Lloyd v. Social Security Administration Commissioner
MEMORANDUM OPINION. Signed by Honorable Barry A. Bryant on September 3, 2009. (dmc)
IN THE UNITED STATES DISTRICT COURT WESTERN DISTRICT OF ARKANSAS HOT SPRINGS DIVISION KIMBERLY Y. LLOYD vs. Civil No. 6:08-cv-06071 DEFENDANT PLAINTIFF
MICHAEL J. ASTRUE Commissioner, Social Security Administration
MEMORANDUM OPINION Kimberly Y. Lloyd ("Plaintiff") brings this action pursuant to § 205(g) of Title II of the Social Security Act ("The Act"), 42 U.S.C. § 405(g) (2006), seeking judicial review of a final decision of the Commissioner of the Social Security Administration ("SSA") denying her applications for a period of disability and Disability Insurance Benefits ("DIB") under Title II of the Act. The parties have consented to the jurisdiction of a magistrate judge to conduct any and all proceedings in this case, including conducting the trial, ordering the entry of a final judgment, and conducting all post-judgment proceedings. (Doc. No. 5).1 Pursuant to this authority, the Court issues this memorandum opinion and orders the entry of a final judgment in this matter. 1. Background: Plaintiff protectively filed her application for DIB on November 14, 2005. (Tr. 45-47). Plaintiff alleged she was disabled due to arthritis, depression, scoliosis, memory problems, a learning disability, neck surgery, body pain, and irritable bowel syndrome. (Tr. 60, 79, 95). Plaintiff alleged an onset date of July 15, 2005. (Tr. 96). This application was initially denied on January 20, 2006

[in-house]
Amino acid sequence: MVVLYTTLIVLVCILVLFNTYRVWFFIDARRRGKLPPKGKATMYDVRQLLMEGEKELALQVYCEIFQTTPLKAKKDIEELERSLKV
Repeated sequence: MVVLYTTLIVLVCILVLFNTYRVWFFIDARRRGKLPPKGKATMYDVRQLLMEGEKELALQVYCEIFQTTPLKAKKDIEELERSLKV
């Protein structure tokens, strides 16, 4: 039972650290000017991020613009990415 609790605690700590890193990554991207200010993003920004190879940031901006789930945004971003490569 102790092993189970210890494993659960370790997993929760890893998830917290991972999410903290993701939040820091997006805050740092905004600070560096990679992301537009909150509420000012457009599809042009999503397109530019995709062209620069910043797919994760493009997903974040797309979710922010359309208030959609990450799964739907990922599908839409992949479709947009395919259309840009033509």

The docket numbers for this case are referenced by the designation "Doc. No." The transcript pages for th is case are referenced by the designation "Tr."